Month three of cruising was our most challenging month yet, stretching our capabilities as sailors and testing our patience with wind and weather conditions. June is early season in Haida Gwaii, and we had some of our toughest sailing there, but really enjoyed late June conditions on the Central Coast.
In April (month one), we traveled from Seattle to the Octopus Islands near Campbell River, BC. In May (month two), we sailed from the Octopus Islands to Haida Gwaii. In June (month three), we went from Queen Charlotte City at the center of Haida Gwaii to Port McNeill.
June started in Queen Charlotte City, where we reprovisioned, rented a car for 2 days and explored the north end of Haida Gwaii. We then moved to Sandspit marina at the east end of Skidegate Inlet, where we got stuck for 5 days waiting out southeast gales. On the 3rd day we tried leaving, overly optimistic about the forecast, got beat up in huge waves and wind across the Sandspit bar and turned back.
On June 9 we had a good forecast, escaped Skidegate Inlet and were back to normal cruising! We made our way through Gwaii Haanas national park, briefly waiting out another 2 day gale in Bag Harbor. When the wind finally turned north, it did so suddenly and with a bit more force than we would’ve liked. We had a harrowing crossing of Hecate Strait on June 15 in 30-35 knots with 6-12 foot waves at 6-7 second interval.
But after that it was back to the Central Coast, which we love and provided some nice easy sailing days plus 4 days at the beaches of Pruth Bay. We had fun spotting all the R2AK (Race to Alaska) boats and rounded Cape Caution under sail this time. We explored the wildlife rich anchorage of the Walker Group and then finished the month in Port McNeill for a couple days.
- Distance as the motorboat travels: 460 nautical miles
- Distance traveled overall (estimated): 650 nautical miles
75% upwind, 25% downwind
- Top wind speed while sailing:
Downwind: 35 knots, crossing Hecate Strait
Upwind: 30 knots gusting 35, forereaching then motor sailing (Sandspit Bar)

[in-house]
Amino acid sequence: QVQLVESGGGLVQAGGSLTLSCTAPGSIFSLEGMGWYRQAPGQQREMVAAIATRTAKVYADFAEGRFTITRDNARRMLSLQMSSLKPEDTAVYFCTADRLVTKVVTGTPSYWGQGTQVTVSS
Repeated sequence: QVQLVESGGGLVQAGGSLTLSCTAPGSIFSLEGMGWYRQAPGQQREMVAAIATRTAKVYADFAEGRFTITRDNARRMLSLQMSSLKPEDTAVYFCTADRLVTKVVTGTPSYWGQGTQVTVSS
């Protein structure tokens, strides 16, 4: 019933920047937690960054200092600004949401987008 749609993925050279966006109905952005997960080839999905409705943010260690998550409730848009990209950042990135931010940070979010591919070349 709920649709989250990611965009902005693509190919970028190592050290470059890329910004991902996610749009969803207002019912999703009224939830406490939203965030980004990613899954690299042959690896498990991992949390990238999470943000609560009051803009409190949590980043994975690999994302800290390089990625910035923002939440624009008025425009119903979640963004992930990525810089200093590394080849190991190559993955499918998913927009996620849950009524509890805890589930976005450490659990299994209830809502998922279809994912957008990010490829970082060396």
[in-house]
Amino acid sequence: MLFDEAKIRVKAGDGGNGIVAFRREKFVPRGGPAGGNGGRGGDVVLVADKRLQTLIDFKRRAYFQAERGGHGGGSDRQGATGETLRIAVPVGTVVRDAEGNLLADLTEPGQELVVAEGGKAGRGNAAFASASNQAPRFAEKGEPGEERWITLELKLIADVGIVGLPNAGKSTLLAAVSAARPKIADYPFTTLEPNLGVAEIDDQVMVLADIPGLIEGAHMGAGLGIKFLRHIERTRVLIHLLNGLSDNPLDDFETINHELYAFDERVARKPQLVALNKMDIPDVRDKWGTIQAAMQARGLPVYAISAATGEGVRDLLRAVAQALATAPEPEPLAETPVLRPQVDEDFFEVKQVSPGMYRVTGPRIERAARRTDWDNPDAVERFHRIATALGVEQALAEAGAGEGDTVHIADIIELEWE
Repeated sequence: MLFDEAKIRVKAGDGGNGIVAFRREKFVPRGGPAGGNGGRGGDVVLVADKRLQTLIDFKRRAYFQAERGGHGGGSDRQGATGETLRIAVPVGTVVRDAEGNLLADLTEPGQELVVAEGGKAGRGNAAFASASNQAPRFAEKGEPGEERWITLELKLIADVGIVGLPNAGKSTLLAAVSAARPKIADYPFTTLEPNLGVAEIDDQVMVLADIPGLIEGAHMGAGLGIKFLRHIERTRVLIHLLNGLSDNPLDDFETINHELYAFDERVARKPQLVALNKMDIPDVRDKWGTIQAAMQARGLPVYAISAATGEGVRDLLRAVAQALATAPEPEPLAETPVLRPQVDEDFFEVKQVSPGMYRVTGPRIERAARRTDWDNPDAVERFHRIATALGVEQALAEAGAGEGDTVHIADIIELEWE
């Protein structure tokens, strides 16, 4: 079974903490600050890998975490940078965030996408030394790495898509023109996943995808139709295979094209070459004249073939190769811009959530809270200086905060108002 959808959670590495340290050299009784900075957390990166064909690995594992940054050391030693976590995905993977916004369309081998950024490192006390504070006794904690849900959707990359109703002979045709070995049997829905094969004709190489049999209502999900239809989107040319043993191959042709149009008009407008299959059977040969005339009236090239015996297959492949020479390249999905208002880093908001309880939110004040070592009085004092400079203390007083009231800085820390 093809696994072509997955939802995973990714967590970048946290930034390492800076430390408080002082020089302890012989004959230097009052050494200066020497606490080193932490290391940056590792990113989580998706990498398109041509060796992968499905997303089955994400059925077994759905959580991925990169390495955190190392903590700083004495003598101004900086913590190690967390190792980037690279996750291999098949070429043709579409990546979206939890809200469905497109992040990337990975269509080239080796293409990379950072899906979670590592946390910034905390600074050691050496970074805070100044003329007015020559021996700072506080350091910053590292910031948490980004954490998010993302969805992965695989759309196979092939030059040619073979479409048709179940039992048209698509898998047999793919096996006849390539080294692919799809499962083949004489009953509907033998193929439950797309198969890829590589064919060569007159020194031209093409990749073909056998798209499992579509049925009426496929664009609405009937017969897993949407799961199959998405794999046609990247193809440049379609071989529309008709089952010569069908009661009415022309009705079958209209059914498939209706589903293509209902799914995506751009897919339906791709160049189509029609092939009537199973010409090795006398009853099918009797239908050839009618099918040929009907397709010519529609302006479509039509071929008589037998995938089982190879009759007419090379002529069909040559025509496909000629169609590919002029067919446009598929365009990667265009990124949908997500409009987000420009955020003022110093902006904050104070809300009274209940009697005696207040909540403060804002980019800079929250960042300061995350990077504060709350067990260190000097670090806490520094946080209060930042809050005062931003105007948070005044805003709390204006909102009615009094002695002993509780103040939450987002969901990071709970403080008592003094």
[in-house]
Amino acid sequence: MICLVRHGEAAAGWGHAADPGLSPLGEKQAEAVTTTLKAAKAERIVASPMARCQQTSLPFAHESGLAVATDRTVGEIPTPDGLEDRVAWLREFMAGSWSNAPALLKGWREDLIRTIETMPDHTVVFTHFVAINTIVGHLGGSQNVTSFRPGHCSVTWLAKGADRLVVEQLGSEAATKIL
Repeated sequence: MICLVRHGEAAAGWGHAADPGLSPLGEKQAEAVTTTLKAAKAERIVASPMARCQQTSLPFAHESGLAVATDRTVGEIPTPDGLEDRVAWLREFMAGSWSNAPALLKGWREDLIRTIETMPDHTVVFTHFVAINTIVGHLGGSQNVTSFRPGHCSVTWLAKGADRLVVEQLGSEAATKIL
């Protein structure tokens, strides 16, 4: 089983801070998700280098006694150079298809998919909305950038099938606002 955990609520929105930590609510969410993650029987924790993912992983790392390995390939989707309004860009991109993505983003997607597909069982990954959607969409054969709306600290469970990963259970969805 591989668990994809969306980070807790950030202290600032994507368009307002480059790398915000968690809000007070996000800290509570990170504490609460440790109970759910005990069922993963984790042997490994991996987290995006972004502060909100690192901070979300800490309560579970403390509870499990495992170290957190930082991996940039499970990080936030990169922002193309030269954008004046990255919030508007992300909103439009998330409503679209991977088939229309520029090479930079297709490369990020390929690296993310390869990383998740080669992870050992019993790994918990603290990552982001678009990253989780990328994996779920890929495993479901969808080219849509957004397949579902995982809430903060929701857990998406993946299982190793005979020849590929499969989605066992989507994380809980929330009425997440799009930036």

- Top wind speed at anchor: 18-20 knots (Queen Charlotte City, Bearskin bay)
- Engine hours: 32 (8 hours/week, ~1 hour/day)
- Diesel consumed: ~16 gallons
- # Nights in a Marina: 7 (5 of these in Sandspit)
- # Sailboats seen: ~20
Motoring underway: 6
Sailing underway: 7
At anchor: 5
- # of Gale Warnings: about 10 (1 out of every 3 days)
A few interesting points from these stats: we spent more than double the nights in a marina as a typical month (due to 5 nights waiting out gales in Sandspit), and had more gale warnings than the sum of the prior two months.
The weather was much more challenging in June than it was in April or May. I’m not sure if this was due to location (further north, and in Haida Gwaii for half the month) or due to June just having bad weather this year. It rained a lot, nearly every day in Haida Gwaii, and gale warnings were in effect every 2-3 days.
All the rain was tough because it limited our activities off the boat. Oftentimes, during the frequent gales, the rain was quite heavy – going outside meant our foulweather gear got drenched through in only about 15 minutes. (and we have decent gear, but it doesn’t stand up to a steady onslaught of rain)
When the sun did come out though, it was pretty wonderful. The watchwoman at Hotsprings Island told us Haida Gwaii had only 12 fully sunny days the entirety of last year, so you have to appreciate them when you get them.
Wind & Sailing
The wind was from the south for the first 14 days of June, with nary a sign of north wind registering on the Hecate Strait buoys. This was starkly contrary to my expectations – reading climatology reports, wind roses, and past years’ buoy readings, it looked like north wind occurs about 50% of the time in June.
This meant we were sailing upwind almost all the time. In May we had northerly winds as we were making our way north, and in June we had southerlies as we were ready to turn south. It’s the classic Pacific Northwest sailor’s complaint that the wind is always on the nose. Yet this was surprising to us because the past 3 years we found this expression to be false, or at the very least a big exaggeration – about 50% of our sailing was downwind in prior years. This May and June we’ve been about 75-85% upwind.
It’s likely our timing was a bit off this year because we headed north 2 months earlier than we ever have before (April instead of June) and headed south 1 month earlier than prior (June instead of July). We also had an “upside down summer” during spring – summer-like conditions in late April and all of May, and April-like conditions in June.